In a series of articles and a book, Louis Kaplow and Steven Shavell (KS) articulated and defended the normative approach of standard law-and-economics. KS also argued that legal analysts should think in welfare-economic terms exclusively when advising on normative social issues of tremendous import. This thesis generated controversy within the legal academic community because it implied that numerous analysts were not doing an important part of their jobs the way that they should be doing it. One of KS’s main arguments featured a very plausible version of the Pareto principle. KS claimed that their Pareto argument demonstrated that any method of policy evaluation that gives any weight to principles independently of their effect on how well-off individuals become sometimes commits the evaluator to making everyone worse off. This Article argues that KS misstated what their Pareto argument demonstrated. It also argues that KS’s Pareto argument provides no independent reason to endorse any part of welfare economics and thus no independent reason to adhere exclusively to welfare-economic thinking. Additionally, the Article clarifies much of what is at stake in deciding whether to adopt an exclusively welfare-economic approach to normative legal scholarship. Finally, the Article suggests that KS’s central thesis is incorrect—there is an important place at the table for forms of normative analysis that diverge from a purely welfare-economic approach.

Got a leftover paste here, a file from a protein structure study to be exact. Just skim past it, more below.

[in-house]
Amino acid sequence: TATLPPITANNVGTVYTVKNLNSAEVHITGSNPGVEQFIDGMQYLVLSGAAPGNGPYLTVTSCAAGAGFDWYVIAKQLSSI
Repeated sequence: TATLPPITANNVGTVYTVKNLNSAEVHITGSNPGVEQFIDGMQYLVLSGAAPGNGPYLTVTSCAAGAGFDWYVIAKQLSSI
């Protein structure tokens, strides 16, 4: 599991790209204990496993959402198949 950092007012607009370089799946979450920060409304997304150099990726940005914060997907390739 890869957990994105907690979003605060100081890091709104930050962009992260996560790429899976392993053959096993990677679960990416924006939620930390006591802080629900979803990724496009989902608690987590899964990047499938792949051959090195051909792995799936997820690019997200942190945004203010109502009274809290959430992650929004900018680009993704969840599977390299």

Christopher P. Taggart,
Fairness Versus Welfare: The Limits of Kaplow and Shavell’s Pareto Argument,
99 Marq. L. Rev. 661
Available at: http://scholarship.law.marquette.edu/mulr/vol99/iss3/6